NASCAR’s headquarters are in a 4 1/2-year-old glass building across the street from Daytona International Speedway.
Race team owner Rick Hendrick stands in the International Motorsports Center lobby, race team owner Richard Childress steps into an elevator, and NASCAR president Mike Helton walks down a hallway.
The tour ends in the office of Brian France, NASCAR’s CEO and chairman.
But it’s incomplete.
Where’s the secret room in which race winners are determined?
“I wish there were,” France, 51, says Thursday in a one-on-one interview “I wish it was that easy. No, there’s no room that we go to. But I will tell you this. We really monitor the racing action on social media and on our Fan Council. We grade every race. We’re really zeroing in on the idea that we have to get that right.
“There’re 43 teams trying to game us and lead every lap every minute. So we have to put packages and formats forward that bring out the best in all of the teams.”
He adds: “If we can figure out a way to equalize and balance the field in a fair way that will promote more passing, we will do that. We aren’t purists about that. And our competitors are more likely to say, ‘Well, that person got an advantage and should keep that advantage.’ We’re kind of the opposite of that.”
Purists amend rules. NASCAR rewrites them.
An example is the Chase. The new format expands the field from 12 drivers to a Sweet 16, eliminates drivers in three-race increments and puts a premium on winning. Win a race and you’re in the Chase.
The Chase was supposed to create playoffs. Now it will.
As France talks, he occasionally picks up his NASCAR credential with his left hand.
You need a credential?
“Sure I do, yeah,” says France. “I’m the first guy they want to kick out. They can say, ‘Look, we do our job no matter who you are.’”
Why change the Chase?
“Auto racing always has to have a heavy dose of consistency because, after all, there can only be one winner and 43 teams are out there,” says France. “But we got out of balance with that. We watched over and over again drivers get out of their car and say, ‘Well, our eighth-place finish was great for me and all that stuff. And they were not taking risks. They were not going for it at times when they arguably should have because there was no incentive to do that.
“This is going to change that dramatically.”
How have people in and out of NASCAR responded?
“We’ve gotten a loud but small group of fans who arguably wouldn’t like anything that we’ve changed,” says France. “We understand that. The vast majority of media has been really good and the vast majority of the drivers and the teams have understood why we’re doing it, what it means.”
NASCAR called each of its drivers to talk about the new format before the format was introduced. France called many of them. They then gathered to talk about the changes.
“Obviously, Kyle Busch and a couple others feel probably a little bit like it’s a knock on them for not racing hard in the past, which is not true,” says France. “They do race very hard. But they also race to the format that we provide for them.”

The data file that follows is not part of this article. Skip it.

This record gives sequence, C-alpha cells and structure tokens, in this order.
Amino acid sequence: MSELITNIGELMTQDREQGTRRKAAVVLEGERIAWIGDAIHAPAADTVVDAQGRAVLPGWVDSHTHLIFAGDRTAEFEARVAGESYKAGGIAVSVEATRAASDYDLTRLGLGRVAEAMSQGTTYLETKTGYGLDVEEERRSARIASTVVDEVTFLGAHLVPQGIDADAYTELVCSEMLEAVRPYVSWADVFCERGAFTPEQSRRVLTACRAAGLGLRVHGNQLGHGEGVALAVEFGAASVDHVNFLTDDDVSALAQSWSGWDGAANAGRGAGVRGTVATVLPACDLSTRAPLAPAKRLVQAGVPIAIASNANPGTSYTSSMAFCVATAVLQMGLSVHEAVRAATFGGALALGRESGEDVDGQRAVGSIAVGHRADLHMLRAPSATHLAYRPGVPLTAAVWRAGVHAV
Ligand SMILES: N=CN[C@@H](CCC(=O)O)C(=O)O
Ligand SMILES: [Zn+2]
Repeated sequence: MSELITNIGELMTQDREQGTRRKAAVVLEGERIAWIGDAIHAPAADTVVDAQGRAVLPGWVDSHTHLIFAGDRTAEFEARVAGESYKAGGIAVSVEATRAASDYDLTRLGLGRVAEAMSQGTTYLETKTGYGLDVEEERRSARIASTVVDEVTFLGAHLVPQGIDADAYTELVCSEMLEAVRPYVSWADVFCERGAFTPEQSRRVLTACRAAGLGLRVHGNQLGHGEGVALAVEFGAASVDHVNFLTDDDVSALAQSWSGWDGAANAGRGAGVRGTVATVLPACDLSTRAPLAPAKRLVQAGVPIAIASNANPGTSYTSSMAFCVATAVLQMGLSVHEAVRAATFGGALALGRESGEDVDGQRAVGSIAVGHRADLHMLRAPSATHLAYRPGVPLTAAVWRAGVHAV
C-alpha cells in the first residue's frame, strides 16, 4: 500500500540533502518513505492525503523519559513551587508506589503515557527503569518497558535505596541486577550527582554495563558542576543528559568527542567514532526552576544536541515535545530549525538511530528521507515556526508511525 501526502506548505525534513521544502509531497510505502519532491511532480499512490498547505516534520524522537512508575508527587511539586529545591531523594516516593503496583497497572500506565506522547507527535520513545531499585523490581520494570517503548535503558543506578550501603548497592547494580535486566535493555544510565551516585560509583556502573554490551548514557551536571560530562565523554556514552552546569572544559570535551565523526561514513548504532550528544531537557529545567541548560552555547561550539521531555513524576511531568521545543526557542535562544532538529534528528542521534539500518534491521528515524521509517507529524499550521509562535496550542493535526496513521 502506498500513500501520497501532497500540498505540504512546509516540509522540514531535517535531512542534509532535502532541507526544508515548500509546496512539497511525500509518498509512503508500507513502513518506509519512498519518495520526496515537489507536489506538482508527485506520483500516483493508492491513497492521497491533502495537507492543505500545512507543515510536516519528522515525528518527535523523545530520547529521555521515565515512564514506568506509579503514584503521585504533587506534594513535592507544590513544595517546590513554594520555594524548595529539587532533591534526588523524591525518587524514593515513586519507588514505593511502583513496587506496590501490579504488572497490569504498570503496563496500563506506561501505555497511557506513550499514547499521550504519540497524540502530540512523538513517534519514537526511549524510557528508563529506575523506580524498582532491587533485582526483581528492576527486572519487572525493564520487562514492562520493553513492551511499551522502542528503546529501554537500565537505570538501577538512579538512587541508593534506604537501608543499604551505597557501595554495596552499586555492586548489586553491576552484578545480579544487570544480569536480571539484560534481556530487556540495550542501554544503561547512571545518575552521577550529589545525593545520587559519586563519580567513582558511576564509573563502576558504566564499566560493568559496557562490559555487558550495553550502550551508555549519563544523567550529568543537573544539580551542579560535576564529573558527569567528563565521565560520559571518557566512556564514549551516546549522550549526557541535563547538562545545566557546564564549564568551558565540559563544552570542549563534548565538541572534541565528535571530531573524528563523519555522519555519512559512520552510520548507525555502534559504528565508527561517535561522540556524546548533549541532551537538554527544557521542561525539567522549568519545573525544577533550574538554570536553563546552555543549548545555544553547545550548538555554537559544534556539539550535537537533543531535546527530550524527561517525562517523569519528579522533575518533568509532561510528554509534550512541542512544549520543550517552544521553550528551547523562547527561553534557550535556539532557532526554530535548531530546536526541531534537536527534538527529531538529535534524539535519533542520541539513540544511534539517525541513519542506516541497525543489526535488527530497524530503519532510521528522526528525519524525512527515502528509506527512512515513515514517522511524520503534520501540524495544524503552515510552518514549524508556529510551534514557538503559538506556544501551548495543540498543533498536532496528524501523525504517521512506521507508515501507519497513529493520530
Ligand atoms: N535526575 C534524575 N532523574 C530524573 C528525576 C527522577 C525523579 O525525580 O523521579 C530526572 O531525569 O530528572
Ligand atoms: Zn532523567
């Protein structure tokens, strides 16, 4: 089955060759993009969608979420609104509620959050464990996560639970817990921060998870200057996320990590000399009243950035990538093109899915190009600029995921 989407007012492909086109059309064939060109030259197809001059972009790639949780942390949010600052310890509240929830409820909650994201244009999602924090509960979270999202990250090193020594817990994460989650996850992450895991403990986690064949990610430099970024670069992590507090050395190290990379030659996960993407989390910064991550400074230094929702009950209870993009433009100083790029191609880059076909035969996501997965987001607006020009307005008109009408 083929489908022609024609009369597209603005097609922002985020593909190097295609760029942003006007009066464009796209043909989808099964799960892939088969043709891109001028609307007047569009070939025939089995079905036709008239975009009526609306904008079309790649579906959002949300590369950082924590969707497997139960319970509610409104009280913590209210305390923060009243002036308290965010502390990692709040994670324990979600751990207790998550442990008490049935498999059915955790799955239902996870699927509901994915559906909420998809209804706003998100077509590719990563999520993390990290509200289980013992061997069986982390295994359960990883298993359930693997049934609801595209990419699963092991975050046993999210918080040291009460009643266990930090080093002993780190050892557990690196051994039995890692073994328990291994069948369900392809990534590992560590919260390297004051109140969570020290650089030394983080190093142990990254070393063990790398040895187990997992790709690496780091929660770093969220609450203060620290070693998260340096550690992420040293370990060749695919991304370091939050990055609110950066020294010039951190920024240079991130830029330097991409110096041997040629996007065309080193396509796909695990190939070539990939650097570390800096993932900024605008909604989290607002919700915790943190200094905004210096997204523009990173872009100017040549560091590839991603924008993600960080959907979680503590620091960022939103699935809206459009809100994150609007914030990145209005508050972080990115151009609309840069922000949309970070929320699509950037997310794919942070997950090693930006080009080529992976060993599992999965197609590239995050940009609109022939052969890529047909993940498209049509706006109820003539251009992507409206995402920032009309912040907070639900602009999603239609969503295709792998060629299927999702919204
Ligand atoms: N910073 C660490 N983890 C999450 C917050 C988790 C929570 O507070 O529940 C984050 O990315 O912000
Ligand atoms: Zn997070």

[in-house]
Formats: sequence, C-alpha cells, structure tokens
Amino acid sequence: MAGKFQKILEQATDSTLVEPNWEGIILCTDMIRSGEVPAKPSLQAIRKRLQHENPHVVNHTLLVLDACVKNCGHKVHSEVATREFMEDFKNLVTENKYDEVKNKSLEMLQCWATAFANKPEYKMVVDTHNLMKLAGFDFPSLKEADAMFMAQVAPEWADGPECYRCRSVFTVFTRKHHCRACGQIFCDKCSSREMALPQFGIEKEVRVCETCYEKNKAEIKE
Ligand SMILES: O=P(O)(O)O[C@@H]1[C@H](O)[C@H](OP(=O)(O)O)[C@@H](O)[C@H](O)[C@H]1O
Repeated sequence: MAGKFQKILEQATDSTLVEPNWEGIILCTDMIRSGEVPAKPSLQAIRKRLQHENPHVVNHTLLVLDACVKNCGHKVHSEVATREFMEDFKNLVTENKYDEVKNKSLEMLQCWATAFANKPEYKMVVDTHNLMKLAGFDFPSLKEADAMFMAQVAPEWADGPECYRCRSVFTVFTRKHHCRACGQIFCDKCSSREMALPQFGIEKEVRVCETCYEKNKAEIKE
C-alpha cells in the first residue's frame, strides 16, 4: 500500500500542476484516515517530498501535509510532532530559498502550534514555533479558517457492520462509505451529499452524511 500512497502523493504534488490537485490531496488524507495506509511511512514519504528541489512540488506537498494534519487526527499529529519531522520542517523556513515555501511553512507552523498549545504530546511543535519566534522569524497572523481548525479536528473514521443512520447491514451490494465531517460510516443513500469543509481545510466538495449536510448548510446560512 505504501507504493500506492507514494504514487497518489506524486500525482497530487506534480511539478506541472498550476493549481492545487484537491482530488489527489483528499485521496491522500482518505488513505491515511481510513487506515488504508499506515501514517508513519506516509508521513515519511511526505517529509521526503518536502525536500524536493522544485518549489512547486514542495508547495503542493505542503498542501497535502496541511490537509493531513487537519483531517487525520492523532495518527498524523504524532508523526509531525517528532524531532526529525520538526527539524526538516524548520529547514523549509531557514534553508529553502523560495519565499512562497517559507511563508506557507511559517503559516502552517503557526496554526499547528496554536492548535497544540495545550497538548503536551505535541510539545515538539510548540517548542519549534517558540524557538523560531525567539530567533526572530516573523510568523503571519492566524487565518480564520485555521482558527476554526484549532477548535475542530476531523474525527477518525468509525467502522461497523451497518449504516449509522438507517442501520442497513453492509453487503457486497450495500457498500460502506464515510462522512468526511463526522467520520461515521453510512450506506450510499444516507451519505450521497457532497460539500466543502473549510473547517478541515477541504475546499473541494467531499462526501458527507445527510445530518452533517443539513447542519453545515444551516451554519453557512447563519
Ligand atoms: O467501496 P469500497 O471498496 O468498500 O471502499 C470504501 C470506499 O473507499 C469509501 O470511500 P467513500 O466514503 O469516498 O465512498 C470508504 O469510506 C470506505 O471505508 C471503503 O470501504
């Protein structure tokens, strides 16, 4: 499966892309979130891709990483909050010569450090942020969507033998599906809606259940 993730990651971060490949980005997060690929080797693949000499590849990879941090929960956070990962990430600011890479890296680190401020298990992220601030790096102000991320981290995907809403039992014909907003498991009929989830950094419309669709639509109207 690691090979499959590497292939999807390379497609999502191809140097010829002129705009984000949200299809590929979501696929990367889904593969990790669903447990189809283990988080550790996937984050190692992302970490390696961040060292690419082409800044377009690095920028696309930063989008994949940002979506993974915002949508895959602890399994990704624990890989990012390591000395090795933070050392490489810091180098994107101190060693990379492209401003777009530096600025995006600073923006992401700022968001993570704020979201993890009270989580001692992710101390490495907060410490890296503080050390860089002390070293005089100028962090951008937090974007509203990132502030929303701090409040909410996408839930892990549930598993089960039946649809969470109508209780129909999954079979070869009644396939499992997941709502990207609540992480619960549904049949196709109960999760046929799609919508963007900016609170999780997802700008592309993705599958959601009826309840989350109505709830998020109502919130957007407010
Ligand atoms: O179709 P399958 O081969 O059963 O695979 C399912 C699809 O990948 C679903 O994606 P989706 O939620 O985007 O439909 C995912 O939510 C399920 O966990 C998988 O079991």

France’s point: If you can finish eighth, and remain in position to make the playoffs, why gamble?
“Every race is a chance to punch a ticket to the playoffs,” says France. “It’s real simple. Just win and you keep moving.”
If, however, Jimmie Johnson punches a ticket to the playoffs by winning Sunday’s Daytona 500, couldn’t he cruise through the next 25 pre-Chase races?
France doesn’t anticipate that. He says that by winning multiple races a driver can enhance his seeding in the Chase.
“Plus the fact that their sponsors and all the rest expect them to run up front,” says France. “The prize money to win is still significant. And we think it may work out the opposite. If somebody gets a win or two or early they can let it loose. They don’t have to ride around and play it safe.”
He says that if a driver such as Tony Stewart, a driver who is a threat to win the championship, needs a victory to make the Chase, drivers already in might work to keep him out.
Speaking of Stewart: Richard Petty said that if Danica Patrick, who drives for Stewart-Haas Racing, were a guy nobody would know if she showed up at the track. On Wednesday Stewart challenged Petty, 76, to race Patrick.
“Well, my reaction – you can print this – is Richard was out of line,” France says. “I think anybody’s entitled to their own opinion. But she has accomplished a lot in her own right just to be here. She is a competitor and she is improving.”
A driver will emerge this season and we’ll all wonder where he (or she) came from. Who will it be?
“We have so many rookies (there are eight in Sprint Cup) showing promise and I think that the format favors now the underdog teams,” says France. “Because they can let it loose for one race and possibly get in the playoffs. And I think if you talk to the smaller owners they don’t think they can wear out Jimmie Johnson or Jeff Gordon over a long period of time. But they think there’s going to be some races where they try some things and some strategy and they’re going to win and be in the playoffs.”
Last question: If there is a secret room where race winners are predetermined, does it feature a portrait of Danica and a mural of Dale Earnhardt Jr.?
“Listen,” says France. “If there was a Dale Jr. lever to pull, we would have pulled it a long time ago.”